Gawker Fears NASCAR

Posted in Vroom Vroom at 1:17 pm by

Having already wondered why anyone would listen to NASCAR coverage on satellite radio, Gawker chimes in with the following today :

So many stadiums, so little time. West Side is dead (probably), a new Shea is on its way (probably), Ratner is busy bending Brooklyn to his Netsian will, and the Yankees are planning to replace the House That Ruth Built. But none of them is slated to be the biggest stadium in the city. That honor goes to a proposed NASCAR racetrack planned for Staten Island, according to Gotham Gazette.

Apparently NASCAR is popular, we™re told. But you can™t convince us there are actually 80,000 New Yorkers who watch the stuff.

There are few things I find more boring than NASCAR. Except, perhaps, reading about Lizzie Grubman sightings. That said, I am somewhat aware that the rest of the planet doesn’t share my exact tastes and there is something resembling a thriving cultural universe beyond the borders of whatever town I choose to reside in. It isn’t necessary for NASCAR to draw 80,000 New Yorkers to a race in Staten Island. The sport’s popularity is such that going-around-in-a-circle afficiandos from all over the Northeast will visit the bororough. Not that such a thing should be encouraged, but to pretend otherwise is just ignorant.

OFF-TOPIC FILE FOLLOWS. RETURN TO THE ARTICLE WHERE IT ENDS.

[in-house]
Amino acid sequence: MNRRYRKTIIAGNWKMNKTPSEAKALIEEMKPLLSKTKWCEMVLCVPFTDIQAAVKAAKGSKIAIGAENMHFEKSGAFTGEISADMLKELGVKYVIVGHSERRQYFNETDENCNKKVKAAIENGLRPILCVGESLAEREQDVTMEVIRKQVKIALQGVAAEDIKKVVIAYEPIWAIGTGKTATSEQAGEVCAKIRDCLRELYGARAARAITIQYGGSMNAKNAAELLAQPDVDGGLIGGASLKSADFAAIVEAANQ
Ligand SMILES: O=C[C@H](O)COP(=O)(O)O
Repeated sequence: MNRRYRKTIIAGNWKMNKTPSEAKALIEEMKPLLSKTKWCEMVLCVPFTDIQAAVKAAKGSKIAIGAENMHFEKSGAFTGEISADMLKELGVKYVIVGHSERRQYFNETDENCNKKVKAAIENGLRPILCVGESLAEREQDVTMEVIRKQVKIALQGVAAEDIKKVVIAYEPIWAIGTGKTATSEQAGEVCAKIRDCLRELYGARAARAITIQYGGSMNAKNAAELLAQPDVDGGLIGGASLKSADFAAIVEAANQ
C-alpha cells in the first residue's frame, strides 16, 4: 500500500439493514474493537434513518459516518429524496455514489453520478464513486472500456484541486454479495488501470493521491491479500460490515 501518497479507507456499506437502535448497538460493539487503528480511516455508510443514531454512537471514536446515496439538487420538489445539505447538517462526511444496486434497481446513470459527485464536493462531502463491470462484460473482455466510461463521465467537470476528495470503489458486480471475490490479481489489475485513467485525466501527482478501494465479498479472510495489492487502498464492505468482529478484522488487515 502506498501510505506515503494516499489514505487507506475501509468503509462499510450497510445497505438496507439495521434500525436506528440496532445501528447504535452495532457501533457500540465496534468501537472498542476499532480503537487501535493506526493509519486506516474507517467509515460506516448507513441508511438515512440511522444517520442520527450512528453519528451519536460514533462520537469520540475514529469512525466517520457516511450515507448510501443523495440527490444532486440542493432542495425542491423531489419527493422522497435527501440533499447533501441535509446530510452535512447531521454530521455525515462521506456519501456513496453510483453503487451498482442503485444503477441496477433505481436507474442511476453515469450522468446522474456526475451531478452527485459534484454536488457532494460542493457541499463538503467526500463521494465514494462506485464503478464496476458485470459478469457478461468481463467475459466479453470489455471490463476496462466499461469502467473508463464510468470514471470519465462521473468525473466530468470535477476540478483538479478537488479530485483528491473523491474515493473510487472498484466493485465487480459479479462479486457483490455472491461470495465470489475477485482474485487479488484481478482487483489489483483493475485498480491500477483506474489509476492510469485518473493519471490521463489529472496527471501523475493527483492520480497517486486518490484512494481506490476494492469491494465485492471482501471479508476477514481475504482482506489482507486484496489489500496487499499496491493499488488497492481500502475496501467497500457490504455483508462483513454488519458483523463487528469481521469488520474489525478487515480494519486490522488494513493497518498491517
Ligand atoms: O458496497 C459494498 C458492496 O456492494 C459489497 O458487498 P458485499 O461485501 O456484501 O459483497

4 Responses to “Gawker Fears NASCAR”

  1. John says:

    As a native and current occupant of NASCountry, I can say with no compunction that your take is right on the money. And it won’t just be Northeasterners.

    “Baby, load up the [Country Squire/Caravan/Forrester/Suburban], we’re goin’ to New York Cit-aaaay!!!”

    Fairly new to CTSB. Love it. Thanks for the links and insight.

  2. John says:

    Uh, CSTB. That is all, go away.

  3. Jesper says:

    “There are few things I find more boring than NASCAR”

    reading Gawker comes to mind.

  4. Guy Incognito says:

    “But you can’t convince us that there are actually 80,000 New Yorkers who watch the stuff.”

    This is reminiscent of the late film critic Pauline Kael’s reaction to Nixon’s landslide victory in ’72. She couldn’t imagine how it happened, since nobody she knew had voted for him.

    Even leaving aside the out-of-towners, people forget that there is more to NYC than Manhattan.

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